The 1st presidential debate of 2012

I’ve written on all the Republican primary debates, so I might as well do the presidential ones. 

October 3, in Denver, Jim Lehrer presiding.  The subject was domestic issues.  For the first time, I liked the format: six very general questions to be asked the whole evening of 90 minutes, Lehrer acting more as a timekeeper than anyone else.   For once, the moderator didn’t ask loaded questions designed to embarrass one candidate or give the other guy an easy ride.

I took notes, but anything I report they said is necessarily paraphrased – my version, which only gives a general idea of some of what was said.

The first question was on their differences on creating jobs.  The second, differences on the deficit.  Third, differences on entitlement reform.  Fourth, differences on federal regulation.  Fifth, entitlements, and finally, what would they do as president to resolve partisan gridlock.

The discussion was polite, at times friendly, but neither man pulled punches.  Both cited statistics and provided detail.  There were no major gaffes, as far as I know.  I don’t believe there were any memorable lines, although Romney addressed Obama’s investment in renewable energy something like: “You don’t pick winners and losers, you just pick losers.”  I may have gotten this wrong, but it’s the general idea.

Obama kept telling Romney about his (Romney’s) plans, such as “you plan to raise taxes by 5 trillion dollars”.  Romney repeatedly came back and said that was inaccurate, and said what his plans really were.  These exchanges made Obama look bad, I believe.

When they talked about health care, Obama struggled.   Romney never did, looked presidential, and looked right at Obama when he spoke.  Obama looked at the camera when he spoke, and looked down a lot when Romney was speaking.

I can’t cover much of what was said.  Here are some selected tidbits from my notes:

Creating jobs

O – 4  years ago, I inherited a big depression; much work to do; we need a “new economic patriotism”.  (That last means people must be willing to pay more in taxes.)

R – Need a different path, balanced budget, energy independence.  The president wants a “trickle down government.”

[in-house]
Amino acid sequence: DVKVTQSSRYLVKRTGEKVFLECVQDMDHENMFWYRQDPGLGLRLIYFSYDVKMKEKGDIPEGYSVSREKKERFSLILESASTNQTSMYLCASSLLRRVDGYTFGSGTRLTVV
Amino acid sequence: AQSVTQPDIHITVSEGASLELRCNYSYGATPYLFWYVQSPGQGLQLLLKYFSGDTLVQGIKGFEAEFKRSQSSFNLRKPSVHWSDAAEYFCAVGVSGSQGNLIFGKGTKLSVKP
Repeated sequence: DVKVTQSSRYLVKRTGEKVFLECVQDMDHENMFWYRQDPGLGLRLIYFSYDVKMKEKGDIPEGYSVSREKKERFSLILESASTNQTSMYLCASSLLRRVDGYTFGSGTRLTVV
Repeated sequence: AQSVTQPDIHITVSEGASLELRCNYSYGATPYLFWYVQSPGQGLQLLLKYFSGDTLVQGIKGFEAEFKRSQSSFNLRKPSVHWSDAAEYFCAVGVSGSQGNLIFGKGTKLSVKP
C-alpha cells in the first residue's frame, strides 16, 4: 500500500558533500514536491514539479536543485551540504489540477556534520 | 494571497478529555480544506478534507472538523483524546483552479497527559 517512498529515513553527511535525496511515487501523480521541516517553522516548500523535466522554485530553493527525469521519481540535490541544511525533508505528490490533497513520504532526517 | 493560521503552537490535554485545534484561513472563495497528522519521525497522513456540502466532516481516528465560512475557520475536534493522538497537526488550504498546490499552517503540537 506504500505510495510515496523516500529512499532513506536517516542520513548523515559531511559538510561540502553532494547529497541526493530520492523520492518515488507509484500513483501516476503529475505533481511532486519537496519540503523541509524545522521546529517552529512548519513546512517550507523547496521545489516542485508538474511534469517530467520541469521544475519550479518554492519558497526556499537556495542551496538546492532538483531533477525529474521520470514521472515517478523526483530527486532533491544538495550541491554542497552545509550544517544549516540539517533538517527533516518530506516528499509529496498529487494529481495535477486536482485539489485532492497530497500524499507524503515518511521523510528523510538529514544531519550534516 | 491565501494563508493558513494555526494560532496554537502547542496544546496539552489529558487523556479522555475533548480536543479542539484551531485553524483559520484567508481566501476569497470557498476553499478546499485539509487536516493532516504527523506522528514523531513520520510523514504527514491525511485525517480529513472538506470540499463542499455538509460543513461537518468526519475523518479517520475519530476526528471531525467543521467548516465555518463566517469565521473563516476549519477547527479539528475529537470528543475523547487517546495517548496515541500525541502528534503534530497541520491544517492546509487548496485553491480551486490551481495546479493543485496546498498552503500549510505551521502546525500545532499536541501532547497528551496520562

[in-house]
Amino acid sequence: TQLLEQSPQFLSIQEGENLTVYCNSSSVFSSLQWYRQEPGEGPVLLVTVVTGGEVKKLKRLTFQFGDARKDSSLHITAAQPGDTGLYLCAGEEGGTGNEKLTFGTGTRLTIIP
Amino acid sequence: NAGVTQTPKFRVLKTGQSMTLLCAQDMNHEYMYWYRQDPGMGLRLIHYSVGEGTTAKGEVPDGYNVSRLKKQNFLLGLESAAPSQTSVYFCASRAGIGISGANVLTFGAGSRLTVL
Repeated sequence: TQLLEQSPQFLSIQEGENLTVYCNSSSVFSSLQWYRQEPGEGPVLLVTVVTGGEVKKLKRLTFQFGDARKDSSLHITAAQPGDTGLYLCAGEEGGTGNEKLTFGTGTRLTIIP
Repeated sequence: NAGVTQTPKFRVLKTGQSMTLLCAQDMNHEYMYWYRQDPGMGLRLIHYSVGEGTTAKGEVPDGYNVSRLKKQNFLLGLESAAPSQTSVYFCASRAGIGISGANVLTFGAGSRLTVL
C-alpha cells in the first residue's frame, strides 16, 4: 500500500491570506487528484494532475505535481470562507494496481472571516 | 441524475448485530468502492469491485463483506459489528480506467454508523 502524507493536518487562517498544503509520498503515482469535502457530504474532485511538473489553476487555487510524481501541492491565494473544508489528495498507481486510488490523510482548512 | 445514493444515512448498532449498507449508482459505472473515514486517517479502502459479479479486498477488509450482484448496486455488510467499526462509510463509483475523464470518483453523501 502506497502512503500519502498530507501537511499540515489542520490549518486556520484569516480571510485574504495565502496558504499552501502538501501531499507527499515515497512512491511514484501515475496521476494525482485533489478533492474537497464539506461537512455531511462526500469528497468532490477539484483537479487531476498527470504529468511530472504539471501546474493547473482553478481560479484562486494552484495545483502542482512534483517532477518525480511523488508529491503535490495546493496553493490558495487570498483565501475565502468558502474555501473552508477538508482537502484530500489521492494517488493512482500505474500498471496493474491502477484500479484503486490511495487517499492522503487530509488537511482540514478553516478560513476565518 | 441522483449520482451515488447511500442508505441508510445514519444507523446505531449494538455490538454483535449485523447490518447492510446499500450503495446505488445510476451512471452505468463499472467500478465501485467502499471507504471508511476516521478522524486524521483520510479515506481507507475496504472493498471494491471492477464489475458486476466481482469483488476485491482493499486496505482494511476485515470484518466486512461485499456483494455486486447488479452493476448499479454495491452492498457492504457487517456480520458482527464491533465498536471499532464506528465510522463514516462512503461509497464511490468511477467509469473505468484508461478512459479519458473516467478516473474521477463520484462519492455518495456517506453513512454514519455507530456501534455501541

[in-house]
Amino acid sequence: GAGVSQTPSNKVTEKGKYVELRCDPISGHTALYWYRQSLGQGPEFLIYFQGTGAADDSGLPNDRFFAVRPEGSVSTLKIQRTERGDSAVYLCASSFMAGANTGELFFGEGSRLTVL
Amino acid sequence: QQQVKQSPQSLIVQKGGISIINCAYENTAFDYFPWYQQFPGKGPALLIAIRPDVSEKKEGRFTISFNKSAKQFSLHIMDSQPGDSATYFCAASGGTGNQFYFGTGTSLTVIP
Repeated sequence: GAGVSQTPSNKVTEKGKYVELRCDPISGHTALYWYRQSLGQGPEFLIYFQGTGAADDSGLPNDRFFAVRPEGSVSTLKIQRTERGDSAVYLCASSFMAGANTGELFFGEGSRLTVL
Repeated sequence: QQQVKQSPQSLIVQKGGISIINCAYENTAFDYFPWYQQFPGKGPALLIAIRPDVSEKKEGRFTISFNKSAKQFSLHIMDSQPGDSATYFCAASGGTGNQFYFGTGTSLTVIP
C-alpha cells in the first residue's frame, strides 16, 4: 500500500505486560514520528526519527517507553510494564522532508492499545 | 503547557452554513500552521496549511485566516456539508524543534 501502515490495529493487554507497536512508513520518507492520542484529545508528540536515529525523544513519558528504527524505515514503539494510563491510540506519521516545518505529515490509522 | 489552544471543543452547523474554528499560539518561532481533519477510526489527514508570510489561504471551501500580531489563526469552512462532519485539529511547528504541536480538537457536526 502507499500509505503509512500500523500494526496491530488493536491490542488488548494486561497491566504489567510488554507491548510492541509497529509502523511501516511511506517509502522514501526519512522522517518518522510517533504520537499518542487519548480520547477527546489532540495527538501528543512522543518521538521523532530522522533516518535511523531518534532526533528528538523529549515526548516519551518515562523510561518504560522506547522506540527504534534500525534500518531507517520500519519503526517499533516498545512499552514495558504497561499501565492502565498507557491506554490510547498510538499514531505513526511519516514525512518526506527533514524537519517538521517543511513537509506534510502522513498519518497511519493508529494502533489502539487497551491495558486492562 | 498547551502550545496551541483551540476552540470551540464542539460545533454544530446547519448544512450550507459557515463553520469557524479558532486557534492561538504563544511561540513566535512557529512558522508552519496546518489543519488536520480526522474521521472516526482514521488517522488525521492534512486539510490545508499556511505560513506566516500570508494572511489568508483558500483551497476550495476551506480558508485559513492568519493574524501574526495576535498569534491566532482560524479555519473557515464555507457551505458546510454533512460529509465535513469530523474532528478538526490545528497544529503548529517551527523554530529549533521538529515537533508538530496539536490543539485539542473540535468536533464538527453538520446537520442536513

O – Mentioned need to improve education.  He began a program called “Race to the Top”.  Wants to hire 100,000 math and science teachers.  He would cut tax on business, he said.

R – described O’s economic record.  Said he would not do a tax cut that adds to the deficit.

O – claims to have cut taxes on middle class by $3600 per family.  Said R wants to cut taxes by 5 trillion dollars (over 10 years?) and the only way this could be done is by raising taxes on the middle class.

and so on.

Deficit:

R – there are 3 ways to cut the deficit: raise taxes, cut spending, or grow the economy.  He’ll cut spending and grow the economy.  His criteria for federal program is: will we have to borrow money from China to pay for it?   He’ll cut the size of government by attrition.

O – claims to have cut 18 govt. programs, went after Medicare fraud.  Claims to have a 4 Trillion dollar debt reduction plan – that requires tax increases.

R – Spain spends 42% of GDP on government, we’re approaching that.

O – brought up subsidies to oil companies, about 5 billion/year.  He said budgets reflect choices.   Medicaid block grants to states would be a 30% cut.

R – You subsidized green energy by 90 billion/year, 15 times the oil companies.  He dropped the “you just pick losers” line.  He said the Medicaid block grants would be what each state got last year plus 1 per cent.  He said the governors would be delighted.

Entitlements:

O – said his and R’s policies on Social Security are similar.  He said his Medicare savings would come from cutting overpayments to insurance companies and providers – hospitals and doctors. 

R – said O will cut 716 billion (over 10 years?  Dammit, they never mention the time frame), and cutting payments to hospitals and doctors would make them drop Medicare patients.

There was a lot of further discussion on Medicare.  O – didn’t like Ryan’s voucher program for Medicare (insurance payment subsidy).

Federal Regulation:

R – regulations are necessary, but can be excessive.  Cited problems with Dodd-Frank.  It makes some banks too big to fail, kills smaller banks.

Health Care:

Obama defended, said R didn’t have details on his plans.  R – attacked, said he’d repeal it but keep some of the features.  O struggled here, didn’t do well.

Role of Government:

O – keep people safe; create framework where people can succeed. 

O – hit a homerun here; said it was to follow the constitution.

Partisan Gridlock:

R – as governor, I had a legislature which was 87% Democrat, yet succeeded.

O – I will take ideas from anyone (and ignore them).

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Obama didn’t mention Bain Capital or Romney’s 47% remark.  Romney didn’t seize on any of Obama’s gaffes or lack of producing credible budgets.

Overall, Romney won.  Some liberal talking heads conceded that and were angry about it, thinking Obama didn’t make his case.   So, Obama took strike one, as Romney did a superb job.   However, there are two debates left.  Obama likely will be tougher in the next two, and he’d better be.  If Romney dominates the second debate, I believe he will win the election.    

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This entry was posted in Economy, Medicare, Politics, presidential candidates, Presidential Elections, social issues, Taxes, the federal debt, The federal deficit and tagged . Bookmark the permalink.

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